The stars aligned when I crossed paths with Stephanie Fehrenbach on Instagram. Her gorgeous oil and watercolour florals could catch anyone’s attention…but I was so in love with her work that I HAD to message her.
It’s been a couple of years since then and our friendship quickly grew into a work relationship!
We’ve since taught calligraphy and watercolour workshops together (in person and online!), and have a collection of watercolour workbooks.
But jumping into watercolour painting can be a little intimidating- what supplies to use, how to mix colours, how much water to use, etc etc.
So I convinced Stephanie to do a free BASICS lesson for us!
If you’re tight on time, here is a little look at everything Steph covered:
- Vibrant right out of the tube
- You can squeeze a small amount and just add as you go (and leave it to dry right on the palette until the next time you need them!)
- The tube last a long time
- Keeps colours separated and use the middle to mix colours
- Easy clean up – just wipe clean and reuse
- Soft synthetic bristles
- Don’t worry about the size of your brushes. Steph used a size 0 and size 6 for the lesson, but so long as you have a medium and small brush to start, you’re good!
- Cold press has more texture than hot pressed watercolour paper
- Works well for studies and tests
- Better quality paper for finale pieces
- Paint blends more even and you get less water marks
Two Water Containers/Jars
- One container is for rinsing your brush and the other is kept clear for cleaning up mistakes
“Experiment with your colours” – Stephanie Fehrenbach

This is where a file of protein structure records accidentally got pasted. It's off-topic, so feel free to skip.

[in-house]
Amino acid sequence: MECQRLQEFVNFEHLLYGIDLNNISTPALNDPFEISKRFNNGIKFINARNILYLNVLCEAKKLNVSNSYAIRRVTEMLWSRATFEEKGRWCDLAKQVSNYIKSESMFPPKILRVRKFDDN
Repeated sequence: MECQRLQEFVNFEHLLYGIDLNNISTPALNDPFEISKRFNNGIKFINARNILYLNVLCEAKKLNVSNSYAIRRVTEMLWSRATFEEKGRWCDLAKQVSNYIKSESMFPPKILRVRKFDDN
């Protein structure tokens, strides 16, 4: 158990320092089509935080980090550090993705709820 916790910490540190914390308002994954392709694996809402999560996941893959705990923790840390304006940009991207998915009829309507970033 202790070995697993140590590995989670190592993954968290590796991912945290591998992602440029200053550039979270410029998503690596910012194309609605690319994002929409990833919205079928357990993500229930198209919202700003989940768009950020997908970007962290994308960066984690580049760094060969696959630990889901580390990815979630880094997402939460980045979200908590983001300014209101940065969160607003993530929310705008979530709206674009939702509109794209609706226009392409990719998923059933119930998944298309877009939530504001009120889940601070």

How to prep your paint and “load” your paint brush:
Pro tip: never add paint to the paper without mixing it with water first (it won’t blend properly)
- Wet your paintbrush and then dip it into your paint
- Make a little “puddle” in the palette well by adding water
- Use this paint as is or mix it/dilute it in the centre of the palette
Now you are ready to paint!
Steph shows us how to paint a few holiday wreath elements in the lesson, but you’ll need to tune in to catch them all.
- Water determines how light and/or how dark the paint colour shows up on your paper. Less water will give you a deeper more opaque colour and the more water you add will lighten (dilute) the colour.
- Start light and ADD colour as you build your flowers, not the other way around
- Made a mistake? Dip a clean paper towel and blot (dab) it right onto the error while it is still wet! (This works best if you work quickly before the paint dries)
- Use delicate light strokes and movements
In the live lesson Steph also shows us how to make a colour swatch of our paints, how to make pastel colours, how to mix colours, why good quality paper makes a difference, how to build colour gradients to add shading and colour bleeding to name a few.
Seriously, this was meant to be a “basic” lesson, but I think it’s safe to say you got a bit more bang for your buck with this one.